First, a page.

Breeding mature Buckeye roosters, spur problems

Discussion in 'General breed discussions & FAQ' started by exop, Jan 11, 2011.

  1. exop

    exop Chillin' With My Peeps

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    I have a couple of Buckeye roosters who are around 2 years old.

    They are massive birds, around 10Lb, and have pleasant dispositions but thick, inch-and-a-half long spurs with a sharp point. In short, though they are nice they are heavy and equipped with stabbers. The last time I tried to breed from them, one accidentally cut a long gash in the side of a hen as he struggled to keep his footing. I was there when it happened and stitched her up promptly, she healed up well, and of course I terminated the breeding experiment.

    For those of you who breed Buckeyes, what approach do you take?

    I've wondered about sanding the ends off the spurs - attaching rubber balls à la the horn knobs used for cattle - using a very heavy duty hen apron (it seems like leather or ribbed canvas might hold up to the spurs and provide enough toe grip) - and then one always hears about different ways of removing spurs. Another approach would be to use only very young roosters for breeding, but that seems extreme.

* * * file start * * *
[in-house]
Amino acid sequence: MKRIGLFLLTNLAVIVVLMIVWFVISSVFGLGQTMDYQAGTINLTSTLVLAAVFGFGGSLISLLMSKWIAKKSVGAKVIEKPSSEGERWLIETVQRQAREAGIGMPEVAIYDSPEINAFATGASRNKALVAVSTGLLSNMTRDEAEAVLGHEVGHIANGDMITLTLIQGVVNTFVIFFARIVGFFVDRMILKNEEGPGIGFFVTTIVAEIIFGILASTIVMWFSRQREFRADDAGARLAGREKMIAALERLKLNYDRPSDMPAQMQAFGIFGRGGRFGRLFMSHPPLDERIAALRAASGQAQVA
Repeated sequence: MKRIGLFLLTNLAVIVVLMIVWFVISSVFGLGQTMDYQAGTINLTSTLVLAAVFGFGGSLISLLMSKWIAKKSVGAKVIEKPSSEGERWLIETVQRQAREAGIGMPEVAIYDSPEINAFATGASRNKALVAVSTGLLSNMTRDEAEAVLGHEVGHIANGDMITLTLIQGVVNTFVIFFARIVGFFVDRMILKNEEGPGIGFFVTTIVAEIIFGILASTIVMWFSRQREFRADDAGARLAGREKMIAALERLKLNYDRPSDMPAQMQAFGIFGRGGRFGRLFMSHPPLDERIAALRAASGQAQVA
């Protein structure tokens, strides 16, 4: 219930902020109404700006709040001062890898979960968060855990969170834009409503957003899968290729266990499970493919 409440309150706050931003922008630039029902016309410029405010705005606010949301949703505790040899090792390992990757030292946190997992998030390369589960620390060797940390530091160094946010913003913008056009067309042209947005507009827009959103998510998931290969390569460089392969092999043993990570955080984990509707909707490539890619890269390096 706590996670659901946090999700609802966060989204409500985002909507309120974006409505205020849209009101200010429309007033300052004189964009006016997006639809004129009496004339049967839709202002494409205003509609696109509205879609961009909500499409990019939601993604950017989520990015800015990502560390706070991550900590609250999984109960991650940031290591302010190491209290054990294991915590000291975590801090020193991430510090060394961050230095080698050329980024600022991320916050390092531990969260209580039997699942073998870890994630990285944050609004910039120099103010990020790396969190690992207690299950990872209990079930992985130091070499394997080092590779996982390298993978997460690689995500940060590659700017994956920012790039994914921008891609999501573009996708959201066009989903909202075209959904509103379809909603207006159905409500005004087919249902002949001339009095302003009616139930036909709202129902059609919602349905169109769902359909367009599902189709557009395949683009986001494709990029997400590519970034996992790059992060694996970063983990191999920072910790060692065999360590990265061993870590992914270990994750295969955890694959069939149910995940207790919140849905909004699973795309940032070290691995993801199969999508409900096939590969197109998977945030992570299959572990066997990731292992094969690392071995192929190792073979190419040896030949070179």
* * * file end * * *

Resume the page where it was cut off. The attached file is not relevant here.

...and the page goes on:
Best - exop
     
    Last edited: Jan 12, 2011
  2. Ridgerunner

    Ridgerunner Chicken Obsessed

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    Feb 2, 2009
    Northwest Arkansas
    There are several threads on this forum about this. You might try the search feature above, maybe with the key word trimmming spurs or such to see what you get.

    There are lots of different ways to go about it. I use a Dremel tool, with the blades you use to cut off nails and screws. It seems to vary with the rooster, but I cut about 1/3 of the spur off and do not get down to the quick. I also cut the sharp ends of the toenails off too, again not too deep. Cutting nails and spurs are just like cutting your own fingernails. As long as you stay out of the quick, they do not feel it.

    It is probably a good idea to have some flour handy in case you do draw blood. It is always possible. Flour will stop the blood flow.

    I wrap the rooster in a towel to keep it under control.

    Hope this helps. Good luck!
     

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